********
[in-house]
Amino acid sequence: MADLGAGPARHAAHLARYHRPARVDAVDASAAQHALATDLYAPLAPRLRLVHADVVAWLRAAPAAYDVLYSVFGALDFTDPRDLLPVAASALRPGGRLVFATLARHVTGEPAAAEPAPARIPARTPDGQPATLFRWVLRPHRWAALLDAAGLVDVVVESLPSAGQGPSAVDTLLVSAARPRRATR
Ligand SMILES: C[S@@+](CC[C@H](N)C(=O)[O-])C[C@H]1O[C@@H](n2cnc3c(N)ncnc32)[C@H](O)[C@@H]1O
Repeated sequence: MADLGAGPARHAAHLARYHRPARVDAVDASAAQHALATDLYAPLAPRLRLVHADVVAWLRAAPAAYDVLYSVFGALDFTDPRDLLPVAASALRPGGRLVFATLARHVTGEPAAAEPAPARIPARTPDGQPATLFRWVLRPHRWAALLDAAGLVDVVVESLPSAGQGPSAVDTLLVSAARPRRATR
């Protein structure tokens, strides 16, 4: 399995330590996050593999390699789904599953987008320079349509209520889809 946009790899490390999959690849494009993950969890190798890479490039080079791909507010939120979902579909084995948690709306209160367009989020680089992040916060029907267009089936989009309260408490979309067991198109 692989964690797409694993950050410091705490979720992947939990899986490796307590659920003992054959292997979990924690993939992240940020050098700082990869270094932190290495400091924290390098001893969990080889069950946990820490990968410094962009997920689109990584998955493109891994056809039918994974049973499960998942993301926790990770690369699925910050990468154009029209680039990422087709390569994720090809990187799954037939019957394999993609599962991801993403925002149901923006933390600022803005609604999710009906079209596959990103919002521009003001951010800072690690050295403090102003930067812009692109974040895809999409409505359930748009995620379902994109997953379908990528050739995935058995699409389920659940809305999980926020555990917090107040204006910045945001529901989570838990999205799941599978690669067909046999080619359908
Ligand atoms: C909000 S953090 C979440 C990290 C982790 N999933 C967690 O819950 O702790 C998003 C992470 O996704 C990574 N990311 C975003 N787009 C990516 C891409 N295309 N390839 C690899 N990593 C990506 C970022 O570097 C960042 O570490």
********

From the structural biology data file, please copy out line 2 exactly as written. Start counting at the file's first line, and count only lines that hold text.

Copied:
Amino acid sequence: MADLGAGPARHAAHLARYHRPARVDAVDASAAQHALATDLYAPLAPRLRLVHADVVAWLRAAPAAYDVLYSVFGALDFTDPRDLLPVAASALRPGGRLVFATLARHVTGEPAAAEPAPARIPARTPDGQPATLFRWVLRPHRWAALLDAAGLVDVVVESLPSAGQGPSAVDTLLVSAARPRRATR